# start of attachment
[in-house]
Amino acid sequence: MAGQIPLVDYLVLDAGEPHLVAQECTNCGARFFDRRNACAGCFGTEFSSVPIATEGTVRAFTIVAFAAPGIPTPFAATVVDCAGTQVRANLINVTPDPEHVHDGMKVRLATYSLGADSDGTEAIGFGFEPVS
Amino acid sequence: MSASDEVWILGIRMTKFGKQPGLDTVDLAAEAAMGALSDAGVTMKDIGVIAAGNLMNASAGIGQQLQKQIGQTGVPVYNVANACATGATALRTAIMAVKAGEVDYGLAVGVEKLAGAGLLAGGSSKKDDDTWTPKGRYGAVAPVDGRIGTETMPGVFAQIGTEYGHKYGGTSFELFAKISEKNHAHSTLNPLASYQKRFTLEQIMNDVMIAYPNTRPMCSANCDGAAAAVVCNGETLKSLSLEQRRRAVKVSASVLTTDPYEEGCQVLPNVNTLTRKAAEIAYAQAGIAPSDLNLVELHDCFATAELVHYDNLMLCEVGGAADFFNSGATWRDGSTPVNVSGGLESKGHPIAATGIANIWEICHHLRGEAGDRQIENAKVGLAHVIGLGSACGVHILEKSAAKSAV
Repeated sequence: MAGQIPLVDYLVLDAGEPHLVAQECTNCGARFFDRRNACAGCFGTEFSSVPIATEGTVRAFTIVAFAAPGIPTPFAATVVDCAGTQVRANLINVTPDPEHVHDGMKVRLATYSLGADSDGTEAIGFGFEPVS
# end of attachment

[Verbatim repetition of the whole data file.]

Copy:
[in-house]
Amino acid sequence: MAGQIPLVDYLVLDAGEPHLVAQECTNCGARFFDRRNACAGCFGTEFSSVPIATEGTVRAFTIVAFAAPGIPTPFAATVVDCAGTQVRANLINVTPDPEHVHDGMKVRLATYSLGADSDGTEAIGFGFEPVS
Amino acid sequence: MSASDEVWILGIRMTKFGKQPGLDTVDLAAEAAMGALSDAGVTMKDIGVIAAGNLMNASAGIGQQLQKQIGQTGVPVYNVANACATGATALRTAIMAVKAGEVDYGLAVGVEKLAGAGLLAGGSSKKDDDTWTPKGRYGAVAPVDGRIGTETMPGVFAQIGTEYGHKYGGTSFELFAKISEKNHAHSTLNPLASYQKRFTLEQIMNDVMIAYPNTRPMCSANCDGAAAAVVCNGETLKSLSLEQRRRAVKVSASVLTTDPYEEGCQVLPNVNTLTRKAAEIAYAQAGIAPSDLNLVELHDCFATAELVHYDNLMLCEVGGAADFFNSGATWRDGSTPVNVSGGLESKGHPIAATGIANIWEICHHLRGEAGDRQIENAKVGLAHVIGLGSACGVHILEKSAAKSAV
Repeated sequence: MAGQIPLVDYLVLDAGEPHLVAQECTNCGARFFDRRNACAGCFGTEFSSVPIATEGTVRAFTIVAFAAPGIPTPFAATVVDCAGTQVRANLINVTPDPEHVHDGMKVRLATYSLGADSDGTEAIGFGFEPVS